keyboards are secondary in importance to the main guitar parts, but
I wanted to fill out the sound a bit more on this album.
mwe3: Can you tell us something about where youre from, where
you grew up and where you live now as well as how you became interested
in the guitar and how that interest led to you becoming a recording
Irvine: I was born in Bristol, England in 1965, but my family
moved to the USA when I was 1 year old, and then on to Canada shortly
thereafter. We also spent a year in Zimbabwe before coming back to
the UK in 1979. I started the guitar that year and took classical
guitar lessons in Plymouth for a few years. Though I'd started music
late, I made good progress early on - enough to then go to Dartington
College of Arts to do A-Level music and, following that, The Royal
Scottish Academy of Music & Drama in Glasgow where I got my BA
and studied with Philip Thorne. This takes me up to 1992 when I began
a Ph.D. in Composition at the University of Edinburgh with the composer
Nigel Osborne as my supervisor. I completed that in 1999. So, you
can see that a lot of my formal education has been in classical music.
But I'm getting ahead of myself...
Growing up in Southern Ontario as a teenager you couldn't help but
be influenced by what 1970s FM radio was playing at the time: Steely
Dan, Chicago, Doobie Brothers, Earth, Wind & Fire, Stevie Wonder
etc. and by the local rock bands on the Toronto scene: Rush, FM, Max
Webster, Goddo and Triumph. We were also listening to the major hard
rock bands of the 70s: Kiss, Aerosmith, Queen, B.O.C., Cheap Trick,
Ted Nugent, Angel and so forth. Now, a lot of that music is very sophisticated,
but a friend of mine in 10th Grade told me to go away and listen to
Relayer by Yes, to 'hear what real music was like'. I knew
Roundabout from the radio, but hearing The Gates
Of Delirium for the first time was a whole new listening experience.
It was all I played for about a month, and soon, Genesis, Gentle Giant
and King Crimson followed.
We then moved to England. I was lucky that the public library in Plymouth
had a great vinyl selection. I would take out anything that looked
remotely interesting to me. So, I borrowed Stockhausen, The Manhattan
Transfer, a whole bunch of ECM stuff, Bill Dixon, Ornette Coleman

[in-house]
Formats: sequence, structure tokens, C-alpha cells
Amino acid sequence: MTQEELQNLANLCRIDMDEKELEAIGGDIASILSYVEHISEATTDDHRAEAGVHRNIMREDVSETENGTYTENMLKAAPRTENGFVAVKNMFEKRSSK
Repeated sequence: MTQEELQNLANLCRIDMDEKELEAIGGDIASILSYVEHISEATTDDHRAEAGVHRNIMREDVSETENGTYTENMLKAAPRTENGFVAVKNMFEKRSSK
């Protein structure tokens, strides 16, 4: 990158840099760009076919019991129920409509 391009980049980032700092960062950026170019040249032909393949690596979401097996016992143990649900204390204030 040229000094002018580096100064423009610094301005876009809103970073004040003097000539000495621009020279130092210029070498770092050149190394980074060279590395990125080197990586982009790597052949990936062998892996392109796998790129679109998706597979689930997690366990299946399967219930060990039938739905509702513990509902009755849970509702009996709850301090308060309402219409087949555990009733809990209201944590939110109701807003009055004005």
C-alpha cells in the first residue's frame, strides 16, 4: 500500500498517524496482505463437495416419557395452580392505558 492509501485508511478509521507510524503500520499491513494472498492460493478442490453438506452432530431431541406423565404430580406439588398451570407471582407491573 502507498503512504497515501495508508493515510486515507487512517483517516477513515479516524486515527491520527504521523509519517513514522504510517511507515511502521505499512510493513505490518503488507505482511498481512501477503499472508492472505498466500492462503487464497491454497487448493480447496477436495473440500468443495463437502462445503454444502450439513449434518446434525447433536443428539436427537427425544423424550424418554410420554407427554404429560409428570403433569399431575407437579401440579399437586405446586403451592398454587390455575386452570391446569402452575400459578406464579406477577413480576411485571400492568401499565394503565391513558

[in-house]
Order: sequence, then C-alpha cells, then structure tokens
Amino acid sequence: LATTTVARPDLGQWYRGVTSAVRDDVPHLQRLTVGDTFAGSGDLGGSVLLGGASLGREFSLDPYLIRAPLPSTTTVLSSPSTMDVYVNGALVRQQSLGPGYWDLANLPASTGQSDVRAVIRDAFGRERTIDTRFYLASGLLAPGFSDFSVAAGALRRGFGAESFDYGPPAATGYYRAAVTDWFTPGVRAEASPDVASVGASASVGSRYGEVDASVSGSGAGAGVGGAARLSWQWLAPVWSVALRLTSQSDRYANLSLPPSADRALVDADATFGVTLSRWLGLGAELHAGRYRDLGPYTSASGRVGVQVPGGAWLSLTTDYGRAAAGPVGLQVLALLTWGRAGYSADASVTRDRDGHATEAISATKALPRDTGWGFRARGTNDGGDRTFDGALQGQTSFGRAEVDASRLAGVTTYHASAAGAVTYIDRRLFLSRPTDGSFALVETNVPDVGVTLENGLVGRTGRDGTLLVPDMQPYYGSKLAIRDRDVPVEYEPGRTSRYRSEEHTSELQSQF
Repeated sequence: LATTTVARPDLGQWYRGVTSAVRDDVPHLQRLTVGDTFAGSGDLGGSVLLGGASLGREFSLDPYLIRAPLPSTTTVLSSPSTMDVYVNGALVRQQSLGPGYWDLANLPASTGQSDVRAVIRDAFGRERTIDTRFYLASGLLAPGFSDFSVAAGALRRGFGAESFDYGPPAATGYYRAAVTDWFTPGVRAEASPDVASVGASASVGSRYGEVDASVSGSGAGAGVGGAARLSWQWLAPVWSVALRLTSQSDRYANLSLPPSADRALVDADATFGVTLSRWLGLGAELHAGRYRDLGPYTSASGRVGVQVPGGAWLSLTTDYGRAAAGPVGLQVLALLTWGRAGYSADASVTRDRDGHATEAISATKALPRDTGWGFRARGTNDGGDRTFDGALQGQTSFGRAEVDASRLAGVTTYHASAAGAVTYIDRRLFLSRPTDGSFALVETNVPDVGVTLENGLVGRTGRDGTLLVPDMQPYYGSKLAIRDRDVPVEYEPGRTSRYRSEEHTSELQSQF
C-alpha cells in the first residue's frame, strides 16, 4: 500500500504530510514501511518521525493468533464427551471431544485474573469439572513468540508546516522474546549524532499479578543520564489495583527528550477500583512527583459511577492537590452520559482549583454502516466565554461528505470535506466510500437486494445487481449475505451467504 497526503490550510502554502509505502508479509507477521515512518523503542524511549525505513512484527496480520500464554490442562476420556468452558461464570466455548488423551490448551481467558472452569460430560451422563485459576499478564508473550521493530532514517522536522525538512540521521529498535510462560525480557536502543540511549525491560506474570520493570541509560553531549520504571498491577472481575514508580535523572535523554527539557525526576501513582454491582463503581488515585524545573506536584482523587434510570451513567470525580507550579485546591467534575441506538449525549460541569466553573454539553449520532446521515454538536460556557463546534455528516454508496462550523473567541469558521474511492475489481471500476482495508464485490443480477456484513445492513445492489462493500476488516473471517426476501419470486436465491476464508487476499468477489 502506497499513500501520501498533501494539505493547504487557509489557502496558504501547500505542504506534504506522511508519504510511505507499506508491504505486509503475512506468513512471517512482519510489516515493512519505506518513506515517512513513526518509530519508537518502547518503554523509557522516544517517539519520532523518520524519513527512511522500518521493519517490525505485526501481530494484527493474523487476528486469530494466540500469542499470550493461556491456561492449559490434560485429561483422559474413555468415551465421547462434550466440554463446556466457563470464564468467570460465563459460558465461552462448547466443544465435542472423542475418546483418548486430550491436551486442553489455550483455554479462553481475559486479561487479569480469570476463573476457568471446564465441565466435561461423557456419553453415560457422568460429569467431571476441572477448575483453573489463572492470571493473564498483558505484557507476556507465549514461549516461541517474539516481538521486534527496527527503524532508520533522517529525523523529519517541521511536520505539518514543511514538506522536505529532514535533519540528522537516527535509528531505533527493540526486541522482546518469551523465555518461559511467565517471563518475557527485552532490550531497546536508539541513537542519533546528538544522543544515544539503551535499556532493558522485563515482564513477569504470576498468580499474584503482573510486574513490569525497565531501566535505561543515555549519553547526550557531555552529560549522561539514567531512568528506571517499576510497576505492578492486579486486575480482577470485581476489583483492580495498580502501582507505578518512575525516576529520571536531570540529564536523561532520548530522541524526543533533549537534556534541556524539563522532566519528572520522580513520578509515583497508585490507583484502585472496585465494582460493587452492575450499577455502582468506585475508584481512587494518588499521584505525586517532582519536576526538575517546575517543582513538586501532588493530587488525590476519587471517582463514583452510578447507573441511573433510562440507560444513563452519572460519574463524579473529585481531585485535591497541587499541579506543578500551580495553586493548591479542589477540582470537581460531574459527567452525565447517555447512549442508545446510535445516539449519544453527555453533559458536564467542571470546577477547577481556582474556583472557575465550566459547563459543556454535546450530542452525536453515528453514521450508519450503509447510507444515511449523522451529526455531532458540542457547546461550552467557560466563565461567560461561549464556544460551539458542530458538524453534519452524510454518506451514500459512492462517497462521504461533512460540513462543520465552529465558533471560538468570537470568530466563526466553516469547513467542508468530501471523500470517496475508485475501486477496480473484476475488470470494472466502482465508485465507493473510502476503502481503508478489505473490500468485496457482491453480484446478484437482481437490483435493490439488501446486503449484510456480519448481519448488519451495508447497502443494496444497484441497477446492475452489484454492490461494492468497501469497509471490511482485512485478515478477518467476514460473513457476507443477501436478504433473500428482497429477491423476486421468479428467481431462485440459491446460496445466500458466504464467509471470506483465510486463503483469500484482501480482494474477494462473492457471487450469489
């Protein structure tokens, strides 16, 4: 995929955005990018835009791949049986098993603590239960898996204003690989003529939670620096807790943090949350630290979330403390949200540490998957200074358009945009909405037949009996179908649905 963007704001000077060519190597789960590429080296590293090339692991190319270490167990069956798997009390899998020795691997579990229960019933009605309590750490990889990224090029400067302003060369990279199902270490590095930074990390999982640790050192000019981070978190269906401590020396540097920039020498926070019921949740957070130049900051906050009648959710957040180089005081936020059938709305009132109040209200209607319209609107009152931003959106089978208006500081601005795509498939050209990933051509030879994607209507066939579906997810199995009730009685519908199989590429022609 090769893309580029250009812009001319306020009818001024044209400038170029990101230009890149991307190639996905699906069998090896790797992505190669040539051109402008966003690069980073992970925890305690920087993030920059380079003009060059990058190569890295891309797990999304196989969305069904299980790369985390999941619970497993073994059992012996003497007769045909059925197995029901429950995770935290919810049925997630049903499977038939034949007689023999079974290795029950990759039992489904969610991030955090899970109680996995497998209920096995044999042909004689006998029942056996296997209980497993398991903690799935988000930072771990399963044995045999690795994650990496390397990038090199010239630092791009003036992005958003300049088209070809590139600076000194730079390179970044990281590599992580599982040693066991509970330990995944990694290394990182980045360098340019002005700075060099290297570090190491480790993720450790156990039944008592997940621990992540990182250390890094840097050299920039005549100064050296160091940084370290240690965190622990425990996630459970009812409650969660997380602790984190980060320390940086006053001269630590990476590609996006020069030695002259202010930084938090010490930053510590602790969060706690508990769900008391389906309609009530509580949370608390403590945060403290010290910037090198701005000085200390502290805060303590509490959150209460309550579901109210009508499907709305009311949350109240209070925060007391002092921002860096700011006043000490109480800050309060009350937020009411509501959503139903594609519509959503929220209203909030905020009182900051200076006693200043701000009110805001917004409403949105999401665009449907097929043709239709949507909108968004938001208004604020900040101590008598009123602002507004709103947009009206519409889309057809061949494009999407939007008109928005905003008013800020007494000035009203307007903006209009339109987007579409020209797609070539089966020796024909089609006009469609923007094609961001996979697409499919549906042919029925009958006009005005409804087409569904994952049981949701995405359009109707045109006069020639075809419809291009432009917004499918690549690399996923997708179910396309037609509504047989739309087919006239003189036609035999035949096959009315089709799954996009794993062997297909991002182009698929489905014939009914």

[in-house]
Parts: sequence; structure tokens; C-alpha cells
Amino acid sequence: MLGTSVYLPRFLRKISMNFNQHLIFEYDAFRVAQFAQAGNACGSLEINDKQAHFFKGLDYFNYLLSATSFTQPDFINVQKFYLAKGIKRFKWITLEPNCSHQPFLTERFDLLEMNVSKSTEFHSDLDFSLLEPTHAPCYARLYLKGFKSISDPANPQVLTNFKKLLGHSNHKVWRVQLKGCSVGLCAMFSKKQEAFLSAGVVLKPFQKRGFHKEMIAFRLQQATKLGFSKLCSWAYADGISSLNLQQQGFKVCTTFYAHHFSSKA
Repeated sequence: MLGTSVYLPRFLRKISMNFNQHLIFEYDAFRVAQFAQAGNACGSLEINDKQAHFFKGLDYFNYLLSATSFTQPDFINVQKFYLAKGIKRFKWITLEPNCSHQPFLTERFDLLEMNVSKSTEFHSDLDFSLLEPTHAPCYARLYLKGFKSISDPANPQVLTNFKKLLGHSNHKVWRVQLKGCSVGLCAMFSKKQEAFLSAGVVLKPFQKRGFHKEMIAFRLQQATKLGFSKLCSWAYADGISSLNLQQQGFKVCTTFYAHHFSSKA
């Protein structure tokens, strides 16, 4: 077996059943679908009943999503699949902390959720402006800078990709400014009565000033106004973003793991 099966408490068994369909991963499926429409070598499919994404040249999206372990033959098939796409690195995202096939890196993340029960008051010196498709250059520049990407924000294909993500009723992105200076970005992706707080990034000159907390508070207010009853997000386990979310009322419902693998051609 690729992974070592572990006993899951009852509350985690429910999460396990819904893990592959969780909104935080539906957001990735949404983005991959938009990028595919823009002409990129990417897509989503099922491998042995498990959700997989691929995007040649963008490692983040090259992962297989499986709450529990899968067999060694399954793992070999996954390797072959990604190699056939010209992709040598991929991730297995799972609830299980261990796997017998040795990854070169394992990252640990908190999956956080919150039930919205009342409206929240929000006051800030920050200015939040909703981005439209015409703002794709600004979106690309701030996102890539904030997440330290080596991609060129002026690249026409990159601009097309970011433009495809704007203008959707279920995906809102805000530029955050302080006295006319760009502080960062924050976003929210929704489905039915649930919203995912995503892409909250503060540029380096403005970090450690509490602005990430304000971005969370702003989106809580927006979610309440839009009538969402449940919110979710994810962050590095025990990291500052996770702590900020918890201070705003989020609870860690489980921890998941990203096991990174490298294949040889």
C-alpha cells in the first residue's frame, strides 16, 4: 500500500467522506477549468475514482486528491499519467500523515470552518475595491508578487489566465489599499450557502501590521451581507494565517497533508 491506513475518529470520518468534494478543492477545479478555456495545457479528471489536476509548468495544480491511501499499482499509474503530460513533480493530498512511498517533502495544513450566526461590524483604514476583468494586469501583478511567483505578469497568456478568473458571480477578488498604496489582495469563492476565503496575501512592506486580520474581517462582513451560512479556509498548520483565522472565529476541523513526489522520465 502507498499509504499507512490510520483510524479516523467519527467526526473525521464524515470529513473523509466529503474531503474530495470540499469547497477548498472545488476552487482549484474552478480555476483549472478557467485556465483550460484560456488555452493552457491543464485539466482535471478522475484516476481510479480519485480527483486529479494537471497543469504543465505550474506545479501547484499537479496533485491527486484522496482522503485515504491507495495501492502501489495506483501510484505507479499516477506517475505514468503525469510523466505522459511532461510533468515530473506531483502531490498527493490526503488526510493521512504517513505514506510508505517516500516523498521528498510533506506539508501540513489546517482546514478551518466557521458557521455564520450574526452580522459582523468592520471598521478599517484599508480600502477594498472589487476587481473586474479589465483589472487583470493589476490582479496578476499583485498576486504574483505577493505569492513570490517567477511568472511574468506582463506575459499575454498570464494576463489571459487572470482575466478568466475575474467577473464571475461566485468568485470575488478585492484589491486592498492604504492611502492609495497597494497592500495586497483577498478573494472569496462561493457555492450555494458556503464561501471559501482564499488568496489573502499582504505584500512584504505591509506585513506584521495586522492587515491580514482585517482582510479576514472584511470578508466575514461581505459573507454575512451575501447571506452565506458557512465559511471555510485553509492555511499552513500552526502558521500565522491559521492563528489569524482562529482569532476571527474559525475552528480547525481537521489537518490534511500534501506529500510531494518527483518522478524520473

- it was a treasure trove. Most importantly though, was that I went
to Dartington College of Arts, Devon upon leaving school at 18 years
old. This was a somewhat radical, left-leaning, arts establishment
where I was lucky to be taught by the composer Frank Denyer, study
with the jazz guitarist John Etheridge and attend concerts by Evan
Parker, Keith Rowe, Keith Tippett, Yoshikazu Iwamoto and Armanath
Mishra, amongst others. I also saw Segovia play in the Great Hall,
but he was already in his 90s at this point. Needless to say, this
was the best education I ever had.
mwe3: Who were some of your favorite bands and musicians growing
up? What era of music did you grow up in?
John Irvine: Obviously, my early teens listening is tuned to
the 70s progressive and hard rock bands mentioned above, but when
we moved to the UK in '79 I became very interested in post-punk and
new wave. It was very different to the North American zeitgeist -
The Police, The Fixx, The Clash, Killing Joke, Siouxsie & The
Banshees, XTC, U2 - all really inventive stuff, and 'progressive'
in its own way. Of course, a lot of that would find its way over to
the Canada/U.S.A. soon enough, but culturally punk/new wave wasn't
nearly so influential as it was here in the UK. It motivated listeners
politically, socially and provided an alternative conscience to the
mainstream. This was very appealing because progressive rock had blown
itself out of the water by this time, so this plugged the gap left
by those progressive bands. And, I was getting into Frank Zappa...
Track four Your Skyline is a tribute to the late great
John Martyn. Even though John Martyn was primarily a folk-jazz singer
he must have had a big impact on you. Tell us about John Martyn and
how other musicians had an impact on you.
John Irvine: John Martyn was another big influence in my early
20s. I'd seen him live with his band in Plymouth in 1983 and a couple
of times since then in Glasgow. His One World, Glorious Fool and
Grace & Danger albums I regard as being his best work, and
right up there with Joni Mitchell's Court & Spark, Hissing
Of Summer Lawns and Hejira as the pinnacle of the guitar-based,
singer-songwriter genre. I must also say that I regard the Michael
Hedges album Watching My Life Go By in that category. But just
thinking about these three guitarists and how they approach the instrument
harmonically, it's interesting to note that all three used alternate
tunings. Now, that's not something I go in for, but their chordal
usage is certainly one that I am very keen on - particularly the Hedges
So, certainly it was a sound that I was looking for - but in standard
tuning. You can see where I'm coming from. And if you take into account
the Metheny things, the Holdsworth things, add in some extended chord
voicings and classical fingerstyle then you have my harmonic goals
pretty well mapped out. I should mention that around this time I got
heavily into the West Coast/AOR scene: Christopher Cross, Michael
McDonald, Ambrosia, Al Jarreau, Toto and, of course, this music has
many great, great players like Jay Graydon, Steve Gadd, Larry Carlton
etc. who are all well-versed in jazz and rock styles. That
music stills holds great appeal for me. It has amazing moments of
jazz-influenced harmony, for example a track like Generalities
by Marc Jordan. Genius.
Do you find your music being influenced by other art forms like
movies, paintings, other musical genres as well?
John Irvine: I find my jazz music is not influenced by other art-forms